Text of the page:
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The daily coronavirus update: 17 new cases; testing shortage tied to supplies

In Minnesota, the problem is that some supplies needed for testing are in short supply. 

Photo: CDC/Alissa Eckert

For the foreseeable future, MinnPost will be providing daily updates on coronavirus in Minnesota, published following the press phone call conducted by the Minnesota Department of Health (MDH) each afternoon.

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The latest updates from March 18, 2020:

Today’s case count: 17 new, 77 total

MDH announced 17 new cases of COVID-19 Wednesday, for a total of 77 in Minnesota.It’s important to note that with limited testing capacity in Minnesota, the number of actual cases in the state is likely higher. On Tuesday, MDH released new guidelines suggesting tests be given on a priority basis to those who are hospitalized, health care workers, and those living in congregate settings like long-term care.

Counties with confirmed cases and total confirmed cases:

  • Anoka: 3
  • Benton: 1
  • Blue Earth: 2
  • Carver: 2
  • Dakota: 8
  • Hennepin: 28
  • Martin: 2
  • Nicollet: 2
  • Olmsted: 6
  • Ramsey: 12
  • Renville: 1
  • Scott: 1
  • Stearns: 3
  • Waseca: 1
  • Washington: 3
  • Wright: 2

Over the duration of the Minnesota outbreak, seven Minnesotans have been hospitalized. Three have been released, while four are currently hospitalized; one in critical condition. The person in critical condition is a patient in their 30s from Anoka County.

Health care workers account for 13 of the cases, though all are believed to have picked up the virus while traveling and not through their work.

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A total of six of Minnesota’s cases (up from three over the weekend) are believed to come from community transmission, meaning the patient was exposed from a source not connected to travel or from another known COVID-19 case.

Testing shortage tied to supplies

With high demand for testing, capacity issues exist at several levels of the supply chain, said Kris Ehresmann, the director of the Minnesota Department of Health’s Infectious Disease Epidemiology, Prevention, and Control Division. She listed supplies needed for testing in short supply, including reagents, tips used for extraction and equipment used to do multiple test runs at a time.

Infectious Disease Director Kris Ehresmann
MinnPost photo by Peter Callaghan
Infectious Disease Director Kris Ehresmann
The state lab is using different methodologies to test because different methods use slightly different supplies, but is “still finding it difficult to have all the necessary supplies to be able to conduct unlimited testing,” Ehresmann said.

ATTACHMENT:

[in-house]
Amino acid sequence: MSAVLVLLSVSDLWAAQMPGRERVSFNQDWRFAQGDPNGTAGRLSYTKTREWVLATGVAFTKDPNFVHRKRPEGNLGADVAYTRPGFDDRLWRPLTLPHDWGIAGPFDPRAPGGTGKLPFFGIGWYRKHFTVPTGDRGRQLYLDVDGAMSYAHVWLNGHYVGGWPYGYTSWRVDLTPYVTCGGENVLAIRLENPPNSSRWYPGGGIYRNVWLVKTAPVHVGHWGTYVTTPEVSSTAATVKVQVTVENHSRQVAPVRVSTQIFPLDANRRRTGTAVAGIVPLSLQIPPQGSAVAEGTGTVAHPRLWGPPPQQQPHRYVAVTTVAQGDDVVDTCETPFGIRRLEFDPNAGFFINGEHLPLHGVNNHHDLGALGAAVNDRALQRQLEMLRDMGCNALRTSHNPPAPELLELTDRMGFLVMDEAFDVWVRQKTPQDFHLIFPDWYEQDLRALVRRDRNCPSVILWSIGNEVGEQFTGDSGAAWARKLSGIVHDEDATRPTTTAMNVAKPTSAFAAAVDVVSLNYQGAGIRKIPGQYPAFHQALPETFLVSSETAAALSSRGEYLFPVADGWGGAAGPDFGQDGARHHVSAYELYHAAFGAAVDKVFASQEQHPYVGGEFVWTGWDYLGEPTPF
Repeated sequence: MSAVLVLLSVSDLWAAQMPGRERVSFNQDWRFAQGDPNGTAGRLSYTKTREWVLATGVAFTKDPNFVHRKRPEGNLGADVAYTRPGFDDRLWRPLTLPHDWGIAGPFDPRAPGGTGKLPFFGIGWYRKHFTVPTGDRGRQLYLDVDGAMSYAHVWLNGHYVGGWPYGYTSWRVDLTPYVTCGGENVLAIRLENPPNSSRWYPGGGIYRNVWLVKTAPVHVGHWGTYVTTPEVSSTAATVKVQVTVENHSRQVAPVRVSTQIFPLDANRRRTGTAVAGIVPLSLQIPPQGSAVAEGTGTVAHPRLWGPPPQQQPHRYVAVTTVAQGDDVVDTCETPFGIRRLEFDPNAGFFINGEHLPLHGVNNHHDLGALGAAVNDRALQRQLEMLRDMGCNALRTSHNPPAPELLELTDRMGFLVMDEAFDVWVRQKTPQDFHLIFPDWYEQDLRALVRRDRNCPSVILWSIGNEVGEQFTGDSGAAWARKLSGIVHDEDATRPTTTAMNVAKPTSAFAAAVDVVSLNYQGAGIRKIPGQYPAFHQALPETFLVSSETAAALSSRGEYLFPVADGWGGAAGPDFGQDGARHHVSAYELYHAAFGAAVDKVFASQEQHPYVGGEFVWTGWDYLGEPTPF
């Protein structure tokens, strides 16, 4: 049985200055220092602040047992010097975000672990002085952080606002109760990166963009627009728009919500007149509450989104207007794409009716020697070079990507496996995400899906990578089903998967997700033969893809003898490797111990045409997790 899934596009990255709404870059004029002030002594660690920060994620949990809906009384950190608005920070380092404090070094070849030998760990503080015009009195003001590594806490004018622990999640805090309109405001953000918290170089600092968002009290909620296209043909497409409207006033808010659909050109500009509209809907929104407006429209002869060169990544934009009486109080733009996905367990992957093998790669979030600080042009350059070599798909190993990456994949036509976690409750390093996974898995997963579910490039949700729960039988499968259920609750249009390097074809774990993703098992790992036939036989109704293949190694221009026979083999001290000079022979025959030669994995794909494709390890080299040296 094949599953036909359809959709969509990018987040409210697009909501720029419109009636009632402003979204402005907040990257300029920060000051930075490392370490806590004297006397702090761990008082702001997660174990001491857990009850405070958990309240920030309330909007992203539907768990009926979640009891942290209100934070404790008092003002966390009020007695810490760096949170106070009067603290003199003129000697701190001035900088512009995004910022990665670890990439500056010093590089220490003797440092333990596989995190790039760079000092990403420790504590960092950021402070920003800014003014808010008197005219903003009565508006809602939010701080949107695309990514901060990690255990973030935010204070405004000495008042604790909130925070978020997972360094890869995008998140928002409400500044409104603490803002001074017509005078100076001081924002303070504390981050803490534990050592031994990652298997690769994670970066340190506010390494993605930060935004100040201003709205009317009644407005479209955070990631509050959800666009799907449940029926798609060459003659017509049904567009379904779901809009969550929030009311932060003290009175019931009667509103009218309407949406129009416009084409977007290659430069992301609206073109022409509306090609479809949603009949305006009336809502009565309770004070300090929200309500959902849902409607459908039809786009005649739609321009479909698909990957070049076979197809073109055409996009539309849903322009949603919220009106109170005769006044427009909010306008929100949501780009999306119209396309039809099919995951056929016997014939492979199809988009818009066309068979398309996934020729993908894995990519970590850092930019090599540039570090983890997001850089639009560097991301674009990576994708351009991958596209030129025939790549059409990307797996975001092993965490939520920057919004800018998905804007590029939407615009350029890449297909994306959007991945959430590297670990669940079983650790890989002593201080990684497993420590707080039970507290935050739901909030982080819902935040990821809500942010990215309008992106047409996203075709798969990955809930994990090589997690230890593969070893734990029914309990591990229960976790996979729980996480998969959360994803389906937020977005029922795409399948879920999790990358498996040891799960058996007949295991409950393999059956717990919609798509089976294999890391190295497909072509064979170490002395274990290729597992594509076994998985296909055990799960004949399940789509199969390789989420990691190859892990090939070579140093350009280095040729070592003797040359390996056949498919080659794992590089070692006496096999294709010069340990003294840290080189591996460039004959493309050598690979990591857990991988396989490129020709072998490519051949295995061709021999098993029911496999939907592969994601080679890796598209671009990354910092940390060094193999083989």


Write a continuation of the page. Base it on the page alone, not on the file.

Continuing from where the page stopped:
She said she has heard of shortages of swabs for the tests because of high demand, but said “at this point that has not become an issue for us.”

Ehresmann said MDH is getting different messages about capacity from the private labs, with some saying they would not continue to test because they don’t have the needed supplies. 

Countries that have seen more success in mitigating COVID-19’s damage have used testing aggressively to confirm cases and quarantine people who have the virus.

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But Ehresmann said media emphasis on testing makes it sound like testing is of greater importance than staying home when you’re sick. 

Without the ability to test widely, the state’s lab is focused on testing those who are hospitalized, those who work in health care and those who live in close quarters, like long-term care facilities and homeless shelters. Ehresmann stressed that employers should not require confirmation of COVID-19 to give ill employees sick time.

“Having a positive COVID test for someone who is not hospitalized, who has mild symptoms, is not a magic bullet. It doesn’t inform the treatment because there is no treatment, and it doesn’t change our recommendations for staying home when you’re sick,” she said Tuesday.

Is Minnesota “flattening the curve”?

Ehresmann also said it may be too early to tell whether Minnesota is successfully slowing the outbreak, or “flattening the curve,” so that COVID-19 doesn’t overwhelm the healthcare system. While the number of cases continues to increase, it’s good news that they aren’t doubling every day, she said. Still, we know there’s community transmission and that there are many more cases than have been detected in testing.

Asked how long social distancing measures will go on, Ehresmann said nobody at MDH is suggesting they’re short-term.

She said the state had dialed up community mitigation and will be working with the governor’s office to talk about when to dial them back down after studying outcomes in research and in other states.

In MinnPost today:

For more information, you can visit MDH’s coronavirus website.

The state’s COVID-19 hotline for health questions is open from 7 a.m. to 7 p.m.: 651-201-3920